This past weekend, I had another opportunity to visit the American Visionary Art Museum, located on Key Highway in Baltimore City. Having been many times before, I decided this time that I would focus on not only the art work that was being displayed, but more importantly the people and surroundings. As I took in the surroundings of Baltimore, and watched the people, I asked myself: where does Loyola fit in to the Baltimore community?
Having come from an area outside of Baltimore, but working and spending a lot of time in Baltimore, I think I am able to offer a unique perspective of how Loyola fits in the city. I work in a very large, urban trauma center. Maryland is home to the largest trauma center in the nation—where we see gun shot victims, stabbings, and victims of other acts of violence. As I walked the fairly long walk from Pratt Street where I parked, to Key Highway where the museum is located, I thought about how the patients I see day after day at work could be any one person I am walking near. Then I thought about life at Loyola. I immediately began to think how sheltered Loyola is from the rest of Baltimore City. For years, Baltimore has been characterized by violence and crime—Loyola doesn’t see any of this on its North Baltimore campus. Loyola is like an island, with its inhabitants only going to the nice parts of the mainland when necessary.
I thought to myself: who are those that call Loyola home and who are those that call Baltimore City home? The answers to those questions are relatively simple. Loyola is full of upper class, white Catholics, who, I think for the most part, come from pretty similar backgrounds. Baltimore is rich in diversity—from the slums of West Baltimore, to the culturally diverse area of Highlandtown, to the areas north such as Park Heights, to the areas southwest of the city like Cherry Hill. These are the places that Loyola students rarely see. Not many would know that there is an orthodox Jewish area not too far west of Loyola, or areas in west and southwest Baltimore that are so crime infested that even some police officers wont drive through alone. So the answer to my questions is quite simple: Loyola students are all very similar, where Baltimore is composed of a diverse group of people from different socioeconomic, ethnic, and religious backgrounds.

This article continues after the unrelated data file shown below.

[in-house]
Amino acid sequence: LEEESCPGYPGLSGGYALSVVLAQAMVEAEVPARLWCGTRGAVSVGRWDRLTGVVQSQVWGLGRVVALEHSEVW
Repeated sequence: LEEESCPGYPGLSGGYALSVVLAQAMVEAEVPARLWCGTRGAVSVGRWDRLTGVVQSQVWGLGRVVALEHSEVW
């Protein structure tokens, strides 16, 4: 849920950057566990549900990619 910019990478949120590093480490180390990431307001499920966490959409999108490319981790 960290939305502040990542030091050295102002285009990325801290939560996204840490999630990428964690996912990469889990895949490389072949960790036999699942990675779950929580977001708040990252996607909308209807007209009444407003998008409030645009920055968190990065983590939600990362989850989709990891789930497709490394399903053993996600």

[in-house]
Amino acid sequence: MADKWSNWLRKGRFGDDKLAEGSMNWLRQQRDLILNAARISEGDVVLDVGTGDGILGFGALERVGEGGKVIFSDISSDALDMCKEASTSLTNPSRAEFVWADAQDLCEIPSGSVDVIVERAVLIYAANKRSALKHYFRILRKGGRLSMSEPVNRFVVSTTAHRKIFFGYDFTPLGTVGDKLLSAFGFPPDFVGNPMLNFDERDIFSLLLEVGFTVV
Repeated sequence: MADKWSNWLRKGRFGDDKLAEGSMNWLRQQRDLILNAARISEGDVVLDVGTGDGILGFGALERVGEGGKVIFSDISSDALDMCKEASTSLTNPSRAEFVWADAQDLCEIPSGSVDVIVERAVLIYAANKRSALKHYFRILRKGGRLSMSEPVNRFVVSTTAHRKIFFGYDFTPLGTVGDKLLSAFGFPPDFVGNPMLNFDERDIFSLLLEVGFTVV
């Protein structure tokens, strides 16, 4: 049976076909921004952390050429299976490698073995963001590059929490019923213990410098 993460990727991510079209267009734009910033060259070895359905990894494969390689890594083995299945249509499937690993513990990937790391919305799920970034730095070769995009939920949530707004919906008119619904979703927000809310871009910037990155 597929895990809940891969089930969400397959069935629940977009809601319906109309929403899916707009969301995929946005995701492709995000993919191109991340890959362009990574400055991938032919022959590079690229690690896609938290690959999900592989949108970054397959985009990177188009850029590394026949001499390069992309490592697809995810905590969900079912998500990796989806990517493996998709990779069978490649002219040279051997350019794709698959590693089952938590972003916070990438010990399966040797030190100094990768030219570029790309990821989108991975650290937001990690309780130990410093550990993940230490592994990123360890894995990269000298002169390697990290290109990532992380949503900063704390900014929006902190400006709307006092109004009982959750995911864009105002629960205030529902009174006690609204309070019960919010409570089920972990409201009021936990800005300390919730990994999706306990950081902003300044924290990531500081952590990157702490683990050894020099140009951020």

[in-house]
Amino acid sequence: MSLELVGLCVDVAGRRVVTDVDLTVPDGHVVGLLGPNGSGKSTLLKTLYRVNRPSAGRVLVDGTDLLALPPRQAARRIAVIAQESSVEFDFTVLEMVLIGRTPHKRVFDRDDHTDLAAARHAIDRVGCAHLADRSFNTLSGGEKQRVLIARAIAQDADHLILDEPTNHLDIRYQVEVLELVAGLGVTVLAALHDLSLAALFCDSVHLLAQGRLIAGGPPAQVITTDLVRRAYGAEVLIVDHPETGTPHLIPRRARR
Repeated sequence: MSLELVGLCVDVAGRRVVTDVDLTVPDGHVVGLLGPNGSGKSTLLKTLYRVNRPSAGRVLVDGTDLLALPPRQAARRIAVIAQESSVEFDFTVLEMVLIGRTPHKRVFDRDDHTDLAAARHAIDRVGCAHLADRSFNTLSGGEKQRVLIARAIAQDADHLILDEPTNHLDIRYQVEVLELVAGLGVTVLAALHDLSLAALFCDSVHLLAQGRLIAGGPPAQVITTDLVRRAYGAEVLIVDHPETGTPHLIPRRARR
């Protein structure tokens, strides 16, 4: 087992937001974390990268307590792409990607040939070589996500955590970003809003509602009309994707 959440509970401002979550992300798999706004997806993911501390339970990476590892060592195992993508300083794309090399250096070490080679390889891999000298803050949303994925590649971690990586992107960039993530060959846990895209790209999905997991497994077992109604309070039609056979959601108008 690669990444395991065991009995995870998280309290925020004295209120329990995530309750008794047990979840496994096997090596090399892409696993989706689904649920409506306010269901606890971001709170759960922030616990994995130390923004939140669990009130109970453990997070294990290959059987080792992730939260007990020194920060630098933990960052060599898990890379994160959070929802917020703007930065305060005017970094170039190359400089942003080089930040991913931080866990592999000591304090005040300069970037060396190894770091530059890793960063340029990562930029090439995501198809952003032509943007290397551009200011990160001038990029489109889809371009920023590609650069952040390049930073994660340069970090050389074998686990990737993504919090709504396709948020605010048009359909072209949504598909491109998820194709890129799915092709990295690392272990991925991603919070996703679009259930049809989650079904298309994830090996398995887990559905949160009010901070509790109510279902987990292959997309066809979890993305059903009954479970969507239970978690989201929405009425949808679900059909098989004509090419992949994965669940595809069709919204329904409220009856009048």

When I arrived at the American Visionary Art Museum, I was immediately wowed by the artwork outside of the building. The truth is that the outside is actually one of my favorite parts of the museum. All of the different art mediums that come together, to form one piece work, whether it is a sculpture, a mosaic, two dimensional, or three dimensional, the beauty of what was created is amazing. From the wind-chimes outside that looks like a tree, to the ornament filled garden area outside of the museum, to the multiple works of artists who I had never heard of before, it is all very truly unique.
As a Loyola student, I realize that if it weren’t for already living and working in Baltimore, I wouldn’t have had the opportunity of seeing the many different areas of the city. If I could tell all Loyola students one thing, it would be this: explore the city. Realize that York Road, Fells Point, and Federal Hill are not entirely representative of Baltimore as a whole. Take a step outside of those places and see what the city has to offer in places like Mt. Vernon, Highlandtown, Little Italy, or the revitalized west side of Baltimore. These places are what give Baltimore its character.
So back to my original question: where do we fit in? I would venture to say that Loyola doesn’t completely fit in to Baltimore City. Fore the most part, we are a standardized body of students, most of who come for eight months then leave—only to come back when the academic year resumes. It was great being able to take time, visit the American Visionary Art Museum, and examine the small island of Loyola compared to the larger mainland of Baltimore City.